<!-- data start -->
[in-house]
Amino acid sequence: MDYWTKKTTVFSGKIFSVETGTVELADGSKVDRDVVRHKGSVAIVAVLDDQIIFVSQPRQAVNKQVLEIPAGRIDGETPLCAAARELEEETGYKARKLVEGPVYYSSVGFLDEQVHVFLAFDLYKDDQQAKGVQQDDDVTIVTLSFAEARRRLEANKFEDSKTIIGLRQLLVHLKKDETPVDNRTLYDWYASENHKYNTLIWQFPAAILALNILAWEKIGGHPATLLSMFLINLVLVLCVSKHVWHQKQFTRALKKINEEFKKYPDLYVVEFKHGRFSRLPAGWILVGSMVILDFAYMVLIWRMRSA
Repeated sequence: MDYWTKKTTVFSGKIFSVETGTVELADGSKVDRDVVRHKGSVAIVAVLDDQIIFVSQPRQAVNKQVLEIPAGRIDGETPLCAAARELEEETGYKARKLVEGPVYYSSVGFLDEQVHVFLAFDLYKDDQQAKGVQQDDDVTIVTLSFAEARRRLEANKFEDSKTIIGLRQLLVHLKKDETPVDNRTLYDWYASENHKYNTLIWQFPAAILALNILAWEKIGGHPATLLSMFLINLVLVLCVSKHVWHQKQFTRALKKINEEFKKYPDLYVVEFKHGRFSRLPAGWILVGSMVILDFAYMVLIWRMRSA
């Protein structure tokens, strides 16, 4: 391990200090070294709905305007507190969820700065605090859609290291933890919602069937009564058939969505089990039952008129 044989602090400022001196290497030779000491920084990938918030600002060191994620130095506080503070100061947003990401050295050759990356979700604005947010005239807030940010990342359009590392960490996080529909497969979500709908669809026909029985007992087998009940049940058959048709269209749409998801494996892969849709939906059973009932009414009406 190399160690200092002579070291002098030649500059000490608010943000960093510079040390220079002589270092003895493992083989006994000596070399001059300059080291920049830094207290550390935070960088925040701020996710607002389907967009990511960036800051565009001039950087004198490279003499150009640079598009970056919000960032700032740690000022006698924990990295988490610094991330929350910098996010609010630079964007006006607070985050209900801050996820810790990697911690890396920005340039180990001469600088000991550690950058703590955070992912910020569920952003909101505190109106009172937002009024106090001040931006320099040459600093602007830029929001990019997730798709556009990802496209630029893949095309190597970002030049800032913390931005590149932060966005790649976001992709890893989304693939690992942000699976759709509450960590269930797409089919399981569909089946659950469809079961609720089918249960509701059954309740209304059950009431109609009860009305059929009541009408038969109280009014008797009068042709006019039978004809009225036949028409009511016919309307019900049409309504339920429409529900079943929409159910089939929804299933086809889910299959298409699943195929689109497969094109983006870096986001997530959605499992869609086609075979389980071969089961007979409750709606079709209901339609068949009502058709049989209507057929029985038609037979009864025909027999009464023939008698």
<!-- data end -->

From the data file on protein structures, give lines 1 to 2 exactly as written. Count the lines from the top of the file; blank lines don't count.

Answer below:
[in-house]
Amino acid sequence: MDYWTKKTTVFSGKIFSVETGTVELADGSKVDRDVVRHKGSVAIVAVLDDQIIFVSQPRQAVNKQVLEIPAGRIDGETPLCAAARELEEETGYKARKLVEGPVYYSSVGFLDEQVHVFLAFDLYKDDQQAKGVQQDDDVTIVTLSFAEARRRLEANKFEDSKTIIGLRQLLVHLKKDETPVDNRTLYDWYASENHKYNTLIWQFPAAILALNILAWEKIGGHPATLLSMFLINLVLVLCVSKHVWHQKQFTRALKKINEEFKKYPDLYVVEFKHGRFSRLPAGWILVGSMVILDFAYMVLIWRMRSA